Dude Ranch 

This party will stand

Sat 9/25

"Are you a Lebowski Achiever?" the flier asks. If being one means a fondness for bowling alleys, white Russians, thrift-store velour pullovers, and quoting dialogue such as "You're entering a world of pain" -- then yeah, the Big Lebowski cult has to number somewhere in the hundreds of thousands. And Saturday's Lebowski Drive-In in downtown Oakland is the place to be. When it was first released in 1998, the Coen Bros. movie about an archetypal slacker's misadventures with his bowling buddies and menacing hoods who pee on his rug mostly rated a Big So-Whatski. The Dude (Jeff Bridges), his pals Sobchak the addled Nam vet (John Goodman) and Danny (Steve Buscemi), the Nihilists, and a bowling-ball-licker named Jesus (John Turturro) arguably captured a certain stoned Los Angeles nowhereness, but the movie tanked at the box office and passed quickly from sight. For you and me, maybe. But not for the Junior Dudes and Dude-ettes who glommed onto home video versions, memorized the lines ("The Dude abides"), and coagulated on message boards and Web sites with the similarly afflicted. All of a sudden, there were conventions and magazine covers and blogs. Even Bridges admits to watching it on TV.

Oakland has a multitude of Dudes, which is probably what inspired Oaklandish, the Jack London Square hipster art gallery and "Oakland pride" Web site (Oaklandish.org), and the Nonchalance art group to organize a Lebowski edition of their outdoor movies-in-a-parking-lot series. Saturday at 8 p.m. there's a screening of The Big Lebowski at Lot 69 on Harrison Street between 15th and 17th, followed by a 10:30 after-party at Oaklandish (411 2nd St. between Broadway and Franklin) featuring "blacktop bowling," trivia and costume contests, and a chance to meet Mr. Pin. Admission to both is a reasonable five bucks. Care to know more? E-mail lebowskidrivein@yahoo.com -- Kelly Vance


Beyond Reality

Lit Happens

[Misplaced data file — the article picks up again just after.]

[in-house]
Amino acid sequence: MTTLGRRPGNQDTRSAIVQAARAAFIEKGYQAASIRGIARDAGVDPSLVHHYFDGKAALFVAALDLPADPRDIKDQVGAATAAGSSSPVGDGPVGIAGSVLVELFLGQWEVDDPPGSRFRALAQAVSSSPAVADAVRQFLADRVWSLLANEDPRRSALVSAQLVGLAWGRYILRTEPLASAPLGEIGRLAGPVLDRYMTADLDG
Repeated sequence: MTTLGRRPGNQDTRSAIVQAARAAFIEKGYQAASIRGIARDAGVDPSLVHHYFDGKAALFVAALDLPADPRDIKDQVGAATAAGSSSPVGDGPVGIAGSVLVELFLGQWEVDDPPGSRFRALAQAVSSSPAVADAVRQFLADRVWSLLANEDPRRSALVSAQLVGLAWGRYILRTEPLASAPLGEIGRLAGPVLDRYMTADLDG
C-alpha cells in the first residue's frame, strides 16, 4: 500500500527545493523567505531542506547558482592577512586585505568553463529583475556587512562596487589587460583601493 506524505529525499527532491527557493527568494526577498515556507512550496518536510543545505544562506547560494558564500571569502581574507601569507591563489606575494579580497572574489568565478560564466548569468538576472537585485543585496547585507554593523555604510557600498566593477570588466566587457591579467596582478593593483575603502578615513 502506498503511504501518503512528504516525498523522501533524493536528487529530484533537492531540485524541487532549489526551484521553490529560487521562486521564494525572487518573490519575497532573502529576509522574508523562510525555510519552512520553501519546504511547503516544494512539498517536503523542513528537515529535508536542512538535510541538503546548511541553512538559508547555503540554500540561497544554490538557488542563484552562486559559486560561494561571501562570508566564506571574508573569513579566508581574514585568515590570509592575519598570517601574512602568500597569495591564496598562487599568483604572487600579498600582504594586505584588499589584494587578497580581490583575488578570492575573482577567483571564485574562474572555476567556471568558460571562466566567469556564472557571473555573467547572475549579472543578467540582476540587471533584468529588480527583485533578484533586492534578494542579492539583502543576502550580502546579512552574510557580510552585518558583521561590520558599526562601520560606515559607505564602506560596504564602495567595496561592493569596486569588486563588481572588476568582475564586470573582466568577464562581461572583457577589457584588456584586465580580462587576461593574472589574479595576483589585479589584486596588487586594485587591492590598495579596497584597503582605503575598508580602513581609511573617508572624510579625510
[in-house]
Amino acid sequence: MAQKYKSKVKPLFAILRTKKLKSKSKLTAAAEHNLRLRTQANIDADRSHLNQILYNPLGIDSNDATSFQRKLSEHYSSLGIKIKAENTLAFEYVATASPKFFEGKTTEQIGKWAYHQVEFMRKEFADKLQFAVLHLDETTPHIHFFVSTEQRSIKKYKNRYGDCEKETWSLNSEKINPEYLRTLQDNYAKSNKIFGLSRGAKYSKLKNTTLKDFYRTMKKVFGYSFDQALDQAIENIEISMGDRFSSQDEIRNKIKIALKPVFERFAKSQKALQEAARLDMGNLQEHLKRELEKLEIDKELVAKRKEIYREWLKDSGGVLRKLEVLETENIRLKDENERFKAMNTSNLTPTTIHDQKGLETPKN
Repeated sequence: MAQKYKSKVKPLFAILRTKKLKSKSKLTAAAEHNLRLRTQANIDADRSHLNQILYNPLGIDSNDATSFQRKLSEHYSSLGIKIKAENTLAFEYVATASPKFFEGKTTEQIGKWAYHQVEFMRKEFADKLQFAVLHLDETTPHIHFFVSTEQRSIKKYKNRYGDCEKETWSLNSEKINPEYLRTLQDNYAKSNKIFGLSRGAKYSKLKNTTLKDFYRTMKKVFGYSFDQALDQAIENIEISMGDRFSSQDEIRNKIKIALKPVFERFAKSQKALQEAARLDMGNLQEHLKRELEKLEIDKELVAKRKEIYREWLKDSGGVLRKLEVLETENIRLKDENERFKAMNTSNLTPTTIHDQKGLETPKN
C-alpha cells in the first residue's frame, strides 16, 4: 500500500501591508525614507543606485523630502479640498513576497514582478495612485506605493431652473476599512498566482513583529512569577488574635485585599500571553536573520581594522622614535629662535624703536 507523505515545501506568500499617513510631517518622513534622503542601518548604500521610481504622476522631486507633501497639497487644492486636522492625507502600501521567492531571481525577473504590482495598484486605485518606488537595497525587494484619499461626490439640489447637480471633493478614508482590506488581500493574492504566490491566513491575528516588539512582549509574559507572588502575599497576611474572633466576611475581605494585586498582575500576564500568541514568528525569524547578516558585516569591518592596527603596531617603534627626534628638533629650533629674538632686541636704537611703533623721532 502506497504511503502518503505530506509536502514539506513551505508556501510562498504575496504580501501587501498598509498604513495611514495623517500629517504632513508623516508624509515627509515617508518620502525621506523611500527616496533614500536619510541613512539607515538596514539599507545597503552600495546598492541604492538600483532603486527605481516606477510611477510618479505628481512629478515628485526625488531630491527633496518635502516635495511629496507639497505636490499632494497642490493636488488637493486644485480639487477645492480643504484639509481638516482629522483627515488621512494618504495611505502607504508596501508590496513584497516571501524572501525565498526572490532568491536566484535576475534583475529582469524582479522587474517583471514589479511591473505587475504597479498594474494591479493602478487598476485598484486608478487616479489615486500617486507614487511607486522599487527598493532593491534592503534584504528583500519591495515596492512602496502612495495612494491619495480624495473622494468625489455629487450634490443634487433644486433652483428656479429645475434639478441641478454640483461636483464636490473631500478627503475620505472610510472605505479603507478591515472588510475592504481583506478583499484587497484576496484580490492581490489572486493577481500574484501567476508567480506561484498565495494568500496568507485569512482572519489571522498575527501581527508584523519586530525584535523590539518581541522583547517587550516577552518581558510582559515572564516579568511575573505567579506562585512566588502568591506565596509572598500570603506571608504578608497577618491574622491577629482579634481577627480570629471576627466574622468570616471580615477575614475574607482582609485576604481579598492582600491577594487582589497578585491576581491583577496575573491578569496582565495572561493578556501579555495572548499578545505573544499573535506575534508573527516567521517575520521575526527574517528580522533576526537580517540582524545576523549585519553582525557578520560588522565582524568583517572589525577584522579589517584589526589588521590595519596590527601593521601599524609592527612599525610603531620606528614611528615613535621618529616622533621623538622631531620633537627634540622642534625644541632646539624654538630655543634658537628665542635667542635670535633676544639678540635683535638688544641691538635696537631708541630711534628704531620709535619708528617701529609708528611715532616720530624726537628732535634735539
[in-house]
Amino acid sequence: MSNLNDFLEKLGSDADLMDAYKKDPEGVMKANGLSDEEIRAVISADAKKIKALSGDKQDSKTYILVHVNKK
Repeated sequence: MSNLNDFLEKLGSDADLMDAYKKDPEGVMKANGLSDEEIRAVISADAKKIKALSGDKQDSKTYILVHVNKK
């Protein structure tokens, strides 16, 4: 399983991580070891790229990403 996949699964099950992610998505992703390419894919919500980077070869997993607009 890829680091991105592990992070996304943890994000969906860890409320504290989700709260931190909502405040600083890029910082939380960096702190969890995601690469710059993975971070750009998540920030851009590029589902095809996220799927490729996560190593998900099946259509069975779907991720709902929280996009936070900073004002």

His mother was a prostitute who killed and dismembered a process server; life informs fiction in F. Collyer Reed's short-story collection, Trash. Dig through it with him at Spellbinding Tales in Alameda (Wed., 7 p.m.). ... Growing up in Burma as a member of the rural Padaung tribe, Pascal Khoo Twee developed a passion for the writings of James Joyce; after Burma closed its universities, Twee made his way to Cambridge. He discusses his memoir From the Land of Green Ghosts at Oakland's A Great Good Place for Books (Wed., 7 p.m.). ... Experiencing your own energy crisis? Maybe there's a rolling blackout in your chakras. Ebun Adelona signs copies of her book Save Yourself at Premalaya (1713 University Ave., Berkeley) (Fri., 7 p.m.). ... Work that sixth sense with Bob Garner, expert extrasensory perceptor, Fortune 1000 corporation head, and author of Masters of Motivation at Borders San Ramon (Sat., 1 p.m.). ... Words meet music at the grand opening of UC Berkeley's Jean Gray Hargrove Music Library in Morrison Hall. A dedication ceremony and reception follow a concert of works by Corelli and Tartini (Sun., 9 a.m.-5 p.m.; concert begins at 2:15 p.m.). ... Land the job: The Apprentice winner Bill Rancic reads from You're Hired at Barnes & Noble Walnut Creek (Sun., 2:30 p.m.). ... From The Bible to Of Mice and Men and beyond: All Alameda County public libraries mark Banned Books Week with special displays, starting today (Mon., 10 a.m.). ... The million-plus Armenians killed as a result of the Ottoman Turkish government's genocidal machinations find a voice in the novels of Micheline Aharonian Marcom, author of Three Apples Fell from Heaven and Daydreaming Boy. Meet the Mills College prof at Bookshop Benicia (Mon., 7 p.m.). ... Past, present, future -- everything's connected, right? Cryptonomicon and Quicksilver author Neal Stephenson summons strange new and old worlds in his panoramic novels, which he discusses at Cody's Telegraph (Tues., 7:30 p.m.). -- Anneli Rufus